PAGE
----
Not in my back yard! Changes to judicial review and their impact on the development sector

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The Criminal Justice and Courts Act 2015 (the Act) came into force on 13 April. The reforms are part of an attempt to tackle what the government regards as a ‘problem’ of high numbers of expensive and spurious judicial review (JR) claims. The changes aim to ensure that only cases where a different outcome is likely progress through the judicial review process and there is a fairer sharing of costs. But will intention meet reality? What is the likely impact for development and house-building? Walker Morris’ Planning & Environment team consider the recent legislative developments.

Key reform 1: Substantially different outcome

Only those with “sufficient interest” can utilise JR to challenge the lawfulness of a decision or action of a public body/entity exercising a public function, provided permission is obtained from the court before the case is heard in full. As part of the reforms, a revised rule means judges must decline a JR application in certain instances. When considering JR applications, the court must now refuse to grant relief if it appears to be highly likely that the outcome for the applicant would not have been substantially different if the conduct complained of had not occurred.

The courts could previously only ‘quash’ a JR claim, and so effectively refuse to review a previous planning decision, if it was deemed the decision would have “inevitably been the same” – that is, the same decision would have been made regardless of any supposedly unlawful elements in the decision-making process. However, judicial discretion on this point has now been removed. So when considering whether or not to grant permission for a JR application to proceed, the judge may consider whether the outcome would have been “substantially different” for the claimant. The judge must then “refuse to grant leave” on an application if, having undertaken this consideration, he/she finds it “highly likely” the outcome would have been “substantially different…if the conduct complained of had not occurred”. The one exception is if the case is of “exceptional public interest”. There is no statutory definition of what may satisfy this “public interest” requirement. With no guidance yet provided, the term is open to wide interpretation.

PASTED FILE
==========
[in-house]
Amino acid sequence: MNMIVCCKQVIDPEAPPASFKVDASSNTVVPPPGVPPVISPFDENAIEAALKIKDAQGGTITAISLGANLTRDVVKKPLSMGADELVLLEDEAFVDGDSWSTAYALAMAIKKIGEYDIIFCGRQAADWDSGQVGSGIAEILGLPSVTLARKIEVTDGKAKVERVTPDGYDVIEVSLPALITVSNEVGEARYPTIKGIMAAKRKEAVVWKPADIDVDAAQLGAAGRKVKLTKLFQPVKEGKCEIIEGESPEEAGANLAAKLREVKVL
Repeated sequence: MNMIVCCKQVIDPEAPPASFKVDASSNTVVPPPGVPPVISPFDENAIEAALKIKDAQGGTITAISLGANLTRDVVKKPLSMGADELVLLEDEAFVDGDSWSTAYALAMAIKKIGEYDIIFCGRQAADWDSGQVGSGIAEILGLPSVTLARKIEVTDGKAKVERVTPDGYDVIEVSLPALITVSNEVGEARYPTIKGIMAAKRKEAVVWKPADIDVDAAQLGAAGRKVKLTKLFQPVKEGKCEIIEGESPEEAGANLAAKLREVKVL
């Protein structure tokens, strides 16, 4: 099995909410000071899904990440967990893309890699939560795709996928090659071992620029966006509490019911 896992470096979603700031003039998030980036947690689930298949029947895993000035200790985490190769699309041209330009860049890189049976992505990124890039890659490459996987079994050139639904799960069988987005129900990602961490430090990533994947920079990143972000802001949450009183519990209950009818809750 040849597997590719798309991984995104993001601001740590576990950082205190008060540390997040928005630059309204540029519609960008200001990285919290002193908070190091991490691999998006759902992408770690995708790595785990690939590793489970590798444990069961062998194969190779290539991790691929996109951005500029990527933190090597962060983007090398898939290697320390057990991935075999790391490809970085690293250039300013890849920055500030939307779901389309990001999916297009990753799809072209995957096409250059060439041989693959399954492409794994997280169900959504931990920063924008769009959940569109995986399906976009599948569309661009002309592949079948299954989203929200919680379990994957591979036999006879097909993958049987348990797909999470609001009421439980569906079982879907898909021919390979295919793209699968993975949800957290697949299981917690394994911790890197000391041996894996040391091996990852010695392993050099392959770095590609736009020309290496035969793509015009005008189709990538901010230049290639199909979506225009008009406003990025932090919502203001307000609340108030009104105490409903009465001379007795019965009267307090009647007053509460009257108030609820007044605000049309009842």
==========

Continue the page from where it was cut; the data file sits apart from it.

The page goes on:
This altered approach seems to bring a lowered threshold, giving the courts greater instances in which they can refuse to proceed with a JR application. Judges have always had the discretion to refuse leave, but the mandatory nature of the new requirement may give judges greater confidence to dispose of cases earlier. In addition, defendants could utilise this as an extra argument at the leave stage and emphasise that challenges on minor, detailed points should not progress. In planning cases, this is likely to herald a move away from an overly technical approach – where applicants exploit opportunities to ‘nit-pick’ small details, which do not essentially form a successful challenge, but delay the progress of development.

Key reform 2: Costs for interveners

In addition to the above, judges are now more readily able to rule that third parties given permission to join in JR proceedings (i.e. interveners) should pay their own legal costs. Only in exceptional circumstances will their costs have to be met by a principal party. In fact, if certain conditions are satisfied, an intervener may be required under court order to meet the costs incurred by the other parties as a result of its intervention. These conditions include where: